8. Work with other people

However, if you do choose to step out of your comfort zone, do it with somebody who knows what they’re doing. We took a big technical step forward between Plymouth Point and The Mermaid’s Tongue. If we’d attempted to do TMT without working alongside our developer the whole thing would have collapsed. We’re now at the point where we’re heading back to Plymouth Point and using new expertise to improve moments that we
initially built in a very rudimentary manner.

9. Don’t think the live element is extinct

Every show we run has a live element behind it: a stage manager, and they’re absolutely crucial. They troubleshoot and tech manage, but beyond that they inhabit the role of your ‘guide character’ who’s on hand to provide help through the various chat functions the experiences take place on. There’s too much margin for error to allow audiences to take on the show alone, a misinterpreted clue could see them entering an endless rabbit hole
of dead ends, sandering off into the world wide web on a wild goose chase. It’s just like a live show in that respect – things can go wrong and someone needs to be there to jump in to fix anything.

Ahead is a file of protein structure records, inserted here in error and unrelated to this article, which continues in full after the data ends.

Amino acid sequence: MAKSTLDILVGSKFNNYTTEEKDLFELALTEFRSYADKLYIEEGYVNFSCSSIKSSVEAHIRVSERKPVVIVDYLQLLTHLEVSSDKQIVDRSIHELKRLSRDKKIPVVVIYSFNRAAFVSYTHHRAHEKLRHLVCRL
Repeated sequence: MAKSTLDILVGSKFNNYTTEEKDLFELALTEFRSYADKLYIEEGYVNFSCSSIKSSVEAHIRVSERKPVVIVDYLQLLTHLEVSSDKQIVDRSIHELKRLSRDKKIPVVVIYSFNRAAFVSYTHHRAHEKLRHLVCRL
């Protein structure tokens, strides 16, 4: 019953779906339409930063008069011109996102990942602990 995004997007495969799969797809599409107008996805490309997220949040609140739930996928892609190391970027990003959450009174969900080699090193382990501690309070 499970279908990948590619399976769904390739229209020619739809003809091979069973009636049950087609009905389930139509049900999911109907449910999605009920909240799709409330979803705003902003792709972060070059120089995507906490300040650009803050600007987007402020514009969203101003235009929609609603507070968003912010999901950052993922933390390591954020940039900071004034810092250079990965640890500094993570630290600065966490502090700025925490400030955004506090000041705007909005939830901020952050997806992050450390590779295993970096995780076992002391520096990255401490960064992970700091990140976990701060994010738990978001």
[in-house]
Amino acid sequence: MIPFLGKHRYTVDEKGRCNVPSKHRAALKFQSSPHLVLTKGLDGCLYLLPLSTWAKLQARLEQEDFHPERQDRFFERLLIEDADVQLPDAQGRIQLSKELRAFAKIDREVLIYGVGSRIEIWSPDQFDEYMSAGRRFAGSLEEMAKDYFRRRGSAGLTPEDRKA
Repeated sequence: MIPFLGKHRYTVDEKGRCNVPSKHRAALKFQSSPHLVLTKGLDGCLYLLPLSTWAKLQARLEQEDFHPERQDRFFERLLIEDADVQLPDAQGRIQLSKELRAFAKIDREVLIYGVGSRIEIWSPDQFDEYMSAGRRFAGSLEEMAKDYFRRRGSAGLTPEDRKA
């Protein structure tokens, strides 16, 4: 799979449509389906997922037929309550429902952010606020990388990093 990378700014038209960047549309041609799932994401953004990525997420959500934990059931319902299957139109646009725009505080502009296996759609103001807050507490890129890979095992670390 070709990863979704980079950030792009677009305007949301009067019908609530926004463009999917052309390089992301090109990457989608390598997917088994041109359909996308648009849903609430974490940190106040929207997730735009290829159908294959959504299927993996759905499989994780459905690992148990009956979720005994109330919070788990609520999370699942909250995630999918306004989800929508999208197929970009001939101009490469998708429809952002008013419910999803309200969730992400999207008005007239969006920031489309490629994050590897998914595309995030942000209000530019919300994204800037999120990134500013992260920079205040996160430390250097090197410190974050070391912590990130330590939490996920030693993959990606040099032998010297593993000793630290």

10. Think fringe

One thing that’s been universal is our reliance on free to access/very cheap online resources (Facebook accounts, etc). You get a lot of bang for your buck. Hopefully the previous points make clear the impact these sites had on our build process and storytelling ability – and the whole process was kicked off by wondering what we could achieve by spending as little money as possible.



Exercise 1 – Myths, Legends and Conspiracies

In Plymouth Point we took the myth of The London Stone and turned it on it’s head for amodern audience. Legend tells us that the Stone is believed to have been an altar for human sacrifice. We took this and jammed it together with the conspiracy theory of Baal: a theory which states that sacrifices are made each Spring in order to bring continued prosperity. With Plymouth Point, we put the idea of human sacrifice at the heart of the story, this time set in modern day London’s fancy financial district. Try finding an old myth, take an element from it and explain how it responds to something that’s happening in the world today.